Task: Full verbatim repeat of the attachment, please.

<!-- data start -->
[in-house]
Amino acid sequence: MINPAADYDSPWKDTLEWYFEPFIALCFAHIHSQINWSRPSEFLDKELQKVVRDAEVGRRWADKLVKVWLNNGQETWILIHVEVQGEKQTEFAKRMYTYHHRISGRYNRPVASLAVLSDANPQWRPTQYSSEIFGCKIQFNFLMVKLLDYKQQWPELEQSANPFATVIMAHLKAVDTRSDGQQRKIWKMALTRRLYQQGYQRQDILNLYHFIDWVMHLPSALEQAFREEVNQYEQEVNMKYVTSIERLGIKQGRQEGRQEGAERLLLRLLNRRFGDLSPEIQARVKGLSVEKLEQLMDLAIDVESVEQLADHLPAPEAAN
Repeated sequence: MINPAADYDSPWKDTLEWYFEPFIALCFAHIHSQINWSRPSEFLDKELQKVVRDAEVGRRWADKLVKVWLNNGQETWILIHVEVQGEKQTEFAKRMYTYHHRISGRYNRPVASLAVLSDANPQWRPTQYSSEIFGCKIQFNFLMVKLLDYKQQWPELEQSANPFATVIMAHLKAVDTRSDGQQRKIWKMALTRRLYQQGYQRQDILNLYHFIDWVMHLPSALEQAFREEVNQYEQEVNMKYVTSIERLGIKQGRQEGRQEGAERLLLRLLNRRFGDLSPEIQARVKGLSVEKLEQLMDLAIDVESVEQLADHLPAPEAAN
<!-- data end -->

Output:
[in-house]
Amino acid sequence: MINPAADYDSPWKDTLEWYFEPFIALCFAHIHSQINWSRPSEFLDKELQKVVRDAEVGRRWADKLVKVWLNNGQETWILIHVEVQGEKQTEFAKRMYTYHHRISGRYNRPVASLAVLSDANPQWRPTQYSSEIFGCKIQFNFLMVKLLDYKQQWPELEQSANPFATVIMAHLKAVDTRSDGQQRKIWKMALTRRLYQQGYQRQDILNLYHFIDWVMHLPSALEQAFREEVNQYEQEVNMKYVTSIERLGIKQGRQEGRQEGAERLLLRLLNRRFGDLSPEIQARVKGLSVEKLEQLMDLAIDVESVEQLADHLPAPEAAN
Repeated sequence: MINPAADYDSPWKDTLEWYFEPFIALCFAHIHSQINWSRPSEFLDKELQKVVRDAEVGRRWADKLVKVWLNNGQETWILIHVEVQGEKQTEFAKRMYTYHHRISGRYNRPVASLAVLSDANPQWRPTQYSSEIFGCKIQFNFLMVKLLDYKQQWPELEQSANPFATVIMAHLKAVDTRSDGQQRKIWKMALTRRLYQQGYQRQDILNLYHFIDWVMHLPSALEQAFREEVNQYEQEVNMKYVTSIERLGIKQGRQEGRQEGAERLLLRLLNRRFGDLSPEIQARVKGLSVEKLEQLMDLAIDVESVEQLADHLPAPEAAN